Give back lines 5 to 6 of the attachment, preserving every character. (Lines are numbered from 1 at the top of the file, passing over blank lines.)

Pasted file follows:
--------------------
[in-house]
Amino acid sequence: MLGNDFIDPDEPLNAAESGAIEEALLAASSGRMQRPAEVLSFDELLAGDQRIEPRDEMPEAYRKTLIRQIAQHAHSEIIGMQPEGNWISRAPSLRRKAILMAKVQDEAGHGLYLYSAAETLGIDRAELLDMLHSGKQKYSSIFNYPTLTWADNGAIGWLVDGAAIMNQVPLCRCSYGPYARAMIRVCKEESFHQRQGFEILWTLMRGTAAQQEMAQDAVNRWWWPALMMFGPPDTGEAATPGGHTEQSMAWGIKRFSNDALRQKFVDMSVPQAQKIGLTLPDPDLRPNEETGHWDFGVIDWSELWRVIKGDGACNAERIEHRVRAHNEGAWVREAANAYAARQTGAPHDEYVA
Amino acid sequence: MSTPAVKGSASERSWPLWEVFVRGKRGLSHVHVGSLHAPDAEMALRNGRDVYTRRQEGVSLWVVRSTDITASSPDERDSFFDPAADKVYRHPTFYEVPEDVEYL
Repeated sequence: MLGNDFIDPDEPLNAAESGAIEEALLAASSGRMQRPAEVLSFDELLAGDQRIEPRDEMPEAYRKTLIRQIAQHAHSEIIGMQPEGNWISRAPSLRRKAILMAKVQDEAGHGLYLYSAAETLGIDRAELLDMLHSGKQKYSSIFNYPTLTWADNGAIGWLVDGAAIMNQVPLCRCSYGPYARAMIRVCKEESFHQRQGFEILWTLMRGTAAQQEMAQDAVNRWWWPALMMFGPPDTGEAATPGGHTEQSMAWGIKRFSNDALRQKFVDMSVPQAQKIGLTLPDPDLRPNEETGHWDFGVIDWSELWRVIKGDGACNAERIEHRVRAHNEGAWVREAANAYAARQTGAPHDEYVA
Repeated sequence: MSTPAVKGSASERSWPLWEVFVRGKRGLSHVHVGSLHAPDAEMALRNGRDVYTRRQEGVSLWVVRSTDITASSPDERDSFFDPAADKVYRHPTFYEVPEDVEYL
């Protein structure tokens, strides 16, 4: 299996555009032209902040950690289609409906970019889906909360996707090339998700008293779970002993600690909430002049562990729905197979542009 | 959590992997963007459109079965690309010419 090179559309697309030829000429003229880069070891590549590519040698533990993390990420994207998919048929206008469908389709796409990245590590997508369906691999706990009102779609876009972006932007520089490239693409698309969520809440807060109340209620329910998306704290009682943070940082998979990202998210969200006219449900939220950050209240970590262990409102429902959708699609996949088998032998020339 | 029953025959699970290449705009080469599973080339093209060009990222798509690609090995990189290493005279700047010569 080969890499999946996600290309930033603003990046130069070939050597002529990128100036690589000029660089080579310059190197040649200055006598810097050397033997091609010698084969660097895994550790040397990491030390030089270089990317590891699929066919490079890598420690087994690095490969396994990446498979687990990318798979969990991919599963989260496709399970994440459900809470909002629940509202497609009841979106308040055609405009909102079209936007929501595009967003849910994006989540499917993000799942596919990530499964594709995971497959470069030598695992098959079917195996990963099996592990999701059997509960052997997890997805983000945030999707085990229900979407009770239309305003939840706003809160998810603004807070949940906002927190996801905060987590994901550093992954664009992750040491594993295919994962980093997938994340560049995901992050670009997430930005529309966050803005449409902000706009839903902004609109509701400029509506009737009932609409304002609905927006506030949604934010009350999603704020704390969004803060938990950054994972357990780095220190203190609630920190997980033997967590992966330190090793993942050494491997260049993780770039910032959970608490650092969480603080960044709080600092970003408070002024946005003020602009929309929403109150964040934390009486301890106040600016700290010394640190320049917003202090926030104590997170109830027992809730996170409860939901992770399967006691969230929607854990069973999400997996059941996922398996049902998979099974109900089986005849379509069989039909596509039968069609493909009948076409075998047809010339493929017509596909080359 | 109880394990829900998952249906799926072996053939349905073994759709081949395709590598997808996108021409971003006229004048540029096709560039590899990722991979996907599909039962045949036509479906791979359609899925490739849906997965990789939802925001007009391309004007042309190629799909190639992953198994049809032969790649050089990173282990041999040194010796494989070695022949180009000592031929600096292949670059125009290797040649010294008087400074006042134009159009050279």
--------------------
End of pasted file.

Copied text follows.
Repeated sequence: MSTPAVKGSASERSWPLWEVFVRGKRGLSHVHVGSLHAPDAEMALRNGRDVYTRRQEGVSLWVVRSTDITASSPDERDSFFDPAADKVYRHPTFYEVPEDVEYL
């Protein structure tokens, strides 16, 4: 299996555009032209902040950690289609409906970019889906909360996707090339998700008293779970002993600690909430002049562990729905197979542009 | 959590992997963007459109079965690309010419 090179559309697309030829000429003229880069070891590549590519040698533990993390990420994207998919048929206008469908389709796409990245590590997508369906691999706990009102779609876009972006932007520089490239693409698309969520809440807060109340209620329910998306704290009682943070940082998979990202998210969200006219449900939220950050209240970590262990409102429902959708699609996949088998032998020339 | 029953025959699970290449705009080469599973080339093209060009990222798509690609090995990189290493005279700047010569 080969890499999946996600290309930033603003990046130069070939050597002529990128100036690589000029660089080579310059190197040649200055006598810097050397033997091609010698084969660097895994550790040397990491030390030089270089990317590891699929066919490079890598420690087994690095490969396994990446498979687990990318798979969990991919599963989260496709399970994440459900809470909002629940509202497609009841979106308040055609405009909102079209936007929501595009967003849910994006989540499917993000799942596919990530499964594709995971497959470069030598695992098959079917195996990963099996592990999701059997509960052997997890997805983000945030999707085990229900979407009770239309305003939840706003809160998810603004807070949940906002927190996801905060987590994901550093992954664009992750040491594993295919994962980093997938994340560049995901992050670009997430930005529309966050803005449409902000706009839903902004609109509701400029509506009737009932609409304002609905927006506030949604934010009350999603704020704390969004803060938990950054994972357990780095220190203190609630920190997980033997967590992966330190090793993942050494491997260049993780770039910032959970608490650092969480603080960044709080600092970003408070002024946005003020602009929309929403109150964040934390009486301890106040600016700290010394640190320049917003202090926030104590997170109830027992809730996170409860939901992770399967006691969230929607854990069973999400997996059941996922398996049902998979099974109900089986005849379509069989039909596509039968069609493909009948076409075998047809010339493929017509596909080359 | 109880394990829900998952249906799926072996053939349905073994759709081949395709590598997808996108021409971003006229004048540029096709560039590899990722991979996907599909039962045949036509479906791979359609899925490739849906997965990789939802925001007009391309004007042309190629799909190639992953198994049809032969790649050089990173282990041999040194010796494989070695022949180009000592031929600096292949670059125009290797040649010294008087400074006042134009159009050279």